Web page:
Jenkins writes that the group was born out of the frustration of not being recognised as women poets while at a writer’s workshop in Port Elizabeth.
She writes: “Outside while we were smoking, Ntsiki Mazwai and I were fuming because we were not being called on during discussions and open mics, not being heard in plenaries.”
And this is how Feela Sistah! came into being.
Mashile writes that this group was extremely important to her development as a poet. She says that it “was an enormous breakthrough because it offered a sense of community with women whose work dealt with similar subject matter to my own”.
“Feela Sistah! would liberate me in many ways and would eventually grow into a pop culture force that none of us could have anticipated,” she writes.
The last section is of interviews with Diana Ferrus, Mthunzikazi Mbungwana, Nosipho Gumede, Malika Ndlovu and others as they reflect on various issues.
One of the most interesting interviews is with Ferrus whose poem, I’ve Come to Take You Home, has become a classic in South African poetry as its power was responsible for the return of Sarah Baartman’s remains from France.
Asked where she thinks the power of poetry lies, Ferrus says: “Poetry is able to move the heart, poetry can take the reader/listener ‘prisoner’ and work with his/her mind and bring about a different person at the end of the reading.”
When Molebatsi is asked about the state of South African poetry in 2010, she says: “We are not there yet because we still don’t go beyond our local into a global context. Many poets focus on rhyme and not the meaning of each word. Our poetry has to be justifiable and it has to be defendable, word for word.”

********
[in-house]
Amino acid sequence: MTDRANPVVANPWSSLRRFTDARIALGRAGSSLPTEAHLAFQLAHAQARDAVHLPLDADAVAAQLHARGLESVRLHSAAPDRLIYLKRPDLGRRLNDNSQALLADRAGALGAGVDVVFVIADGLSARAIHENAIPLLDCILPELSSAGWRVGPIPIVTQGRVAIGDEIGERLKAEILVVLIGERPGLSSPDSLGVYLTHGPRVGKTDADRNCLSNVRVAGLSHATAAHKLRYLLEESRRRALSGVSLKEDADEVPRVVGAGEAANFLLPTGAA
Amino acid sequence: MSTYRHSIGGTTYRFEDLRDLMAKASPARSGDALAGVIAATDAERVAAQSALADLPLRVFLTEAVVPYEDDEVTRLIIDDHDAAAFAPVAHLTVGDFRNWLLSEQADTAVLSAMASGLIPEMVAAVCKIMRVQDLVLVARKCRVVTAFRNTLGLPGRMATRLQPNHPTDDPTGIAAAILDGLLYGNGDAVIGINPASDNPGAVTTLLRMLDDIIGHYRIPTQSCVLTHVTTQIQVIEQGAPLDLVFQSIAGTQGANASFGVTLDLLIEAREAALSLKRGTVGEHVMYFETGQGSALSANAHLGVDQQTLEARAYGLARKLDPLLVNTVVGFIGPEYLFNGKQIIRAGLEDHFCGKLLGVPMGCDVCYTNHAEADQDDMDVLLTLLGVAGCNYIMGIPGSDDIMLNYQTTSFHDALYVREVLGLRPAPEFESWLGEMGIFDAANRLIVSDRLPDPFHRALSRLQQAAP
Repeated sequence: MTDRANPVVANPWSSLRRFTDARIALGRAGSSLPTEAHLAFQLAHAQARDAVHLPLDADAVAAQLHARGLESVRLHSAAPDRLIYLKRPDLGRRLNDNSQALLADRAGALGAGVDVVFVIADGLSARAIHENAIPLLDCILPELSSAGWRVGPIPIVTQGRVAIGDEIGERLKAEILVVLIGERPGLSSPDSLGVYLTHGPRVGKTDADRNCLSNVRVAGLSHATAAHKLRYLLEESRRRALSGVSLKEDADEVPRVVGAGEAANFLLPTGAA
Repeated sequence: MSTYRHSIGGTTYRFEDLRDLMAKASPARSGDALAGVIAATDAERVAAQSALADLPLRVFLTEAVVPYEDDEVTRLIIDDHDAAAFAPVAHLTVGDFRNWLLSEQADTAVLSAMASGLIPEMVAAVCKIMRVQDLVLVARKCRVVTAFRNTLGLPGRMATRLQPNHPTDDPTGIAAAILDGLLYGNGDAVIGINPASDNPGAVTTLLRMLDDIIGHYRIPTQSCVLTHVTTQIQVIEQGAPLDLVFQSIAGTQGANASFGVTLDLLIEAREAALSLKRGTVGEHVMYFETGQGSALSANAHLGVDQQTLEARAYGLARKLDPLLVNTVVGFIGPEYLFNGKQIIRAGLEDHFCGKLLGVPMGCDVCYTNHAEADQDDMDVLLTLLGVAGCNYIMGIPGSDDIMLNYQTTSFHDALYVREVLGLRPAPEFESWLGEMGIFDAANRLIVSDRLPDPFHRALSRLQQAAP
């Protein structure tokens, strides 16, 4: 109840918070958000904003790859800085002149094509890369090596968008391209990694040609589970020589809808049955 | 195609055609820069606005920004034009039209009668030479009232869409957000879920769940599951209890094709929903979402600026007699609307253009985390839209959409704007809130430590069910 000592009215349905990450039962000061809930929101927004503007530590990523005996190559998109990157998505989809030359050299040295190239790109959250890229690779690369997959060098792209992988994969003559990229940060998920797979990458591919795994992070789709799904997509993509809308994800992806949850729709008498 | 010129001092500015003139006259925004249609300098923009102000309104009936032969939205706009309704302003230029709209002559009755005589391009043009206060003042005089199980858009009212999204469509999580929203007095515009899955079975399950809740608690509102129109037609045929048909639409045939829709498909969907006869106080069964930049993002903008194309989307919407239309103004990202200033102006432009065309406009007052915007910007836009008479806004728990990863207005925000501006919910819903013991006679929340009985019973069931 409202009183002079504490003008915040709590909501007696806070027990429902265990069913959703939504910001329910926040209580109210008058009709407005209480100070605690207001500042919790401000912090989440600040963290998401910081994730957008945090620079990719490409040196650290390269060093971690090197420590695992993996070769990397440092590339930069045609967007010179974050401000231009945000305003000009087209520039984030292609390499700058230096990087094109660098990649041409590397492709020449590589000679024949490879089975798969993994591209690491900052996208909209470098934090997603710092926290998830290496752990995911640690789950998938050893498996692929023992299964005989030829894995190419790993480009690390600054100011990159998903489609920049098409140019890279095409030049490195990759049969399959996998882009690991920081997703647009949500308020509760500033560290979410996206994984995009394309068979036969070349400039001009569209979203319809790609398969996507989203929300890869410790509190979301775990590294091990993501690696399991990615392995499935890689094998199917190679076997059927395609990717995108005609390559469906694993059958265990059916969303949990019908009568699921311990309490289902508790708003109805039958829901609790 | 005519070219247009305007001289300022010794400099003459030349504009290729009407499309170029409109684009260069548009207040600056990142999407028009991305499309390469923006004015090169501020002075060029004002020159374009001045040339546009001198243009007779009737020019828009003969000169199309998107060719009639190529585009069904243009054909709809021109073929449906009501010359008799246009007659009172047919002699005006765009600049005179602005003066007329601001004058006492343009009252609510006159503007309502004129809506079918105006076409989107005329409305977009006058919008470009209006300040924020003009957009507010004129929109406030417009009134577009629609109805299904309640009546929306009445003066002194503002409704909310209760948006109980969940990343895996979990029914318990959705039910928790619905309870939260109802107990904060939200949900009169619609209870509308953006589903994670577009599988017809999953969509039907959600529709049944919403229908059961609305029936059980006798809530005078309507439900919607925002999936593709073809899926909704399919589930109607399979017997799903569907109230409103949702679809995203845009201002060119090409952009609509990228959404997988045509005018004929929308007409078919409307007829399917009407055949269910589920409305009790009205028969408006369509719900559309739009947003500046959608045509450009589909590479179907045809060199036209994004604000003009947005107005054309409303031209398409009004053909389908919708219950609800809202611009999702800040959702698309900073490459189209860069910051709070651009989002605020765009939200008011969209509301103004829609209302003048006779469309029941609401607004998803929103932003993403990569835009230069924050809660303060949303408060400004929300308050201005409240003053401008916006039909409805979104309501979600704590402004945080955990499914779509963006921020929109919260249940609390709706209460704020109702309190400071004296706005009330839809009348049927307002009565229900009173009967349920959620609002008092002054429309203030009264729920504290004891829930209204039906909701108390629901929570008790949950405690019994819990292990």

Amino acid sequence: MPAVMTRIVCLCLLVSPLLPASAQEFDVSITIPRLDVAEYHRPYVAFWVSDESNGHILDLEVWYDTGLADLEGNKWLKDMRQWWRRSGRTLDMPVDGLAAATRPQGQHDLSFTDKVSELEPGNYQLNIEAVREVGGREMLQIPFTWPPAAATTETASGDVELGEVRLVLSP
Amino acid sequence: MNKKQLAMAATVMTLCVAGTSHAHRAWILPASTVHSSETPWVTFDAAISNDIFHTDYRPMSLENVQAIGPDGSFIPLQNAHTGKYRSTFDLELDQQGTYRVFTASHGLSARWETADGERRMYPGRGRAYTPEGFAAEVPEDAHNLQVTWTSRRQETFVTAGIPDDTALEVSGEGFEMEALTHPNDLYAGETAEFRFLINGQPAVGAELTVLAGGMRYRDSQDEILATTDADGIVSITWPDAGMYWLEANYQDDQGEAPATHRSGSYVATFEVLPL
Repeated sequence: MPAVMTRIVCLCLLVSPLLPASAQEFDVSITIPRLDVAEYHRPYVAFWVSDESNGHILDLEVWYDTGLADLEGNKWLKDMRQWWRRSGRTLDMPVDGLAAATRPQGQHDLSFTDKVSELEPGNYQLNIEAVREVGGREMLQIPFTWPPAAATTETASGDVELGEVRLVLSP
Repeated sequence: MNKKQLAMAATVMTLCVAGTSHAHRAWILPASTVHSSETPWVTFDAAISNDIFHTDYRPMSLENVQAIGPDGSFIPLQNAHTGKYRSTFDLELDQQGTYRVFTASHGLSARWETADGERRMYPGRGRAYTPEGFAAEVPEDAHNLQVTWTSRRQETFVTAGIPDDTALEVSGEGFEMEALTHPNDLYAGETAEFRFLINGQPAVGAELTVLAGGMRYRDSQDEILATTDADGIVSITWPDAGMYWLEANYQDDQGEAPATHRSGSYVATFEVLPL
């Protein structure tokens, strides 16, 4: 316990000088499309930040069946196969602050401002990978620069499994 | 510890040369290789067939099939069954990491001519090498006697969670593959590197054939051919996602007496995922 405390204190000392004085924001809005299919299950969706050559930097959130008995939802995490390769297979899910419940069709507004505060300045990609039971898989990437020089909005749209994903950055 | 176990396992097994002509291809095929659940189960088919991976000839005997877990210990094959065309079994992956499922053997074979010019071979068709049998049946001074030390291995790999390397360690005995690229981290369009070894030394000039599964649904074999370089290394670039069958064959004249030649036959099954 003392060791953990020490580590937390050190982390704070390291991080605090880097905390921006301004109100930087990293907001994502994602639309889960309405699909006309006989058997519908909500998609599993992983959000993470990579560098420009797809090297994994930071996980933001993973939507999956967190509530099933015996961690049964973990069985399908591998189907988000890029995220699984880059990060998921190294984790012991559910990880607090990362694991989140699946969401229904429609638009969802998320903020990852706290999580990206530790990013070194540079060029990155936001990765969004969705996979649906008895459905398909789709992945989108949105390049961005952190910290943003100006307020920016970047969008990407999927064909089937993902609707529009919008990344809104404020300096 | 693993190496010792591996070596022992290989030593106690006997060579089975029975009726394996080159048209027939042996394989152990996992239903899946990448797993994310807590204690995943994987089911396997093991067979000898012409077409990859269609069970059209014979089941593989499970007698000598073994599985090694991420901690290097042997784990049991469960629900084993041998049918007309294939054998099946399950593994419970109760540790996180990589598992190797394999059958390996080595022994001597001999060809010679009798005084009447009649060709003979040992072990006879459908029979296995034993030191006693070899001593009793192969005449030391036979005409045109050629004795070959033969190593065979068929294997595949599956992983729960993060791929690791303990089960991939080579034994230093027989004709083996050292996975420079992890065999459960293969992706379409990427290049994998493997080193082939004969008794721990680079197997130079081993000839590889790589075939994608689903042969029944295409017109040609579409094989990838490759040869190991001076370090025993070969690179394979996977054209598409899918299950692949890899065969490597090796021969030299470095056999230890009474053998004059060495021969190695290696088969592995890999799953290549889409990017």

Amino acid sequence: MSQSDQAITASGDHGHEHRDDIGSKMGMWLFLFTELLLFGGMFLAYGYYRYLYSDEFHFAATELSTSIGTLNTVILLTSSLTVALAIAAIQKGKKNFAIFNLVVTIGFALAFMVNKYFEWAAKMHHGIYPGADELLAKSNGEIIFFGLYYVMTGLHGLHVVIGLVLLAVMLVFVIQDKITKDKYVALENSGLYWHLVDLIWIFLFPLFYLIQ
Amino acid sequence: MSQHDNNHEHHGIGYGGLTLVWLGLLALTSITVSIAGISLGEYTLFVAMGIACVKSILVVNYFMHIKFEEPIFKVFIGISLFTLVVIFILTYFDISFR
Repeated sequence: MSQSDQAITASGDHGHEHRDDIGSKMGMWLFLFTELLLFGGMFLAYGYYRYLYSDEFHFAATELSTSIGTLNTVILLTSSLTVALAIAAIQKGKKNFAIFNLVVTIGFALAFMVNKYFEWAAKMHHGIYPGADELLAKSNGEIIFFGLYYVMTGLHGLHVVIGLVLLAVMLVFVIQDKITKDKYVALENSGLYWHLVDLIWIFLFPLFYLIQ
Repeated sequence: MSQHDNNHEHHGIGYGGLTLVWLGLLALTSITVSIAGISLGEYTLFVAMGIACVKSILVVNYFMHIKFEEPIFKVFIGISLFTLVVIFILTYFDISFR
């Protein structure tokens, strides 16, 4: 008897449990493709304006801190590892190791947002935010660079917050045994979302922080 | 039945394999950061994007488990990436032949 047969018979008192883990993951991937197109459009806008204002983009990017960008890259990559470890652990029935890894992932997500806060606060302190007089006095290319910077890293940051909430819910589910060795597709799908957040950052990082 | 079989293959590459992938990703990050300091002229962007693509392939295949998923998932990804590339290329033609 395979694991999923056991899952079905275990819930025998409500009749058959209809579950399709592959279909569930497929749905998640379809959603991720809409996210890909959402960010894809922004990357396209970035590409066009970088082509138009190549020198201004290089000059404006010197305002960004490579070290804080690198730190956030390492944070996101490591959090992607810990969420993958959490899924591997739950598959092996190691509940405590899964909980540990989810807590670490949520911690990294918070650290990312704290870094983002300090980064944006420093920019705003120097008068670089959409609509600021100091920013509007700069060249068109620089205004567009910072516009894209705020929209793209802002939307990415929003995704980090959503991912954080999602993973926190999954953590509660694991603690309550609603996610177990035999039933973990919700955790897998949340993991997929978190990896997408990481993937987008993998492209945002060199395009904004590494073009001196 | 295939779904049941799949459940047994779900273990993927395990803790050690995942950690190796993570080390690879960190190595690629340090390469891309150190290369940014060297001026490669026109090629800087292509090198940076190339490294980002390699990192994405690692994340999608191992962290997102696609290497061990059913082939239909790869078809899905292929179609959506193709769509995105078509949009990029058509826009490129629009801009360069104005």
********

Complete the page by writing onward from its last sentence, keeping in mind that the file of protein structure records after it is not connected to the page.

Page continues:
Molebatsi’s interview sends a strong reminder that unless the material conditions of the people of South Africa are changed, the possibilities of expanding the number of black female poets in the country will remain limited.
She says: “Poetry is about time and space, and these aspects of life are stolen from you the moment you are born in the township. People yearn still for a bigger and better piece of land.”
Our Words, Our Worlds is a timely collection and it is without a doubt, as the acclaimed poet Gabeba Baderoon writes in her introduction, “an instant classic”.
It is one of the most important books to come out of South Africa and it will, for the foreseeable future, be a treasure trove that will inspire many writers.
Most of the essays in this collection attest to the fact that South Africa’s constitutional democracy was hard-won despite the enormous challenges it still faces.
If the racialised economy and the vicious misogyny that greatly impact on black women’s lives continue, the poets declare, they will be here to bear witness.
Nthunya is a PhD candidate in literature at Wits. He studied literature, history and philosophy at Rhodes University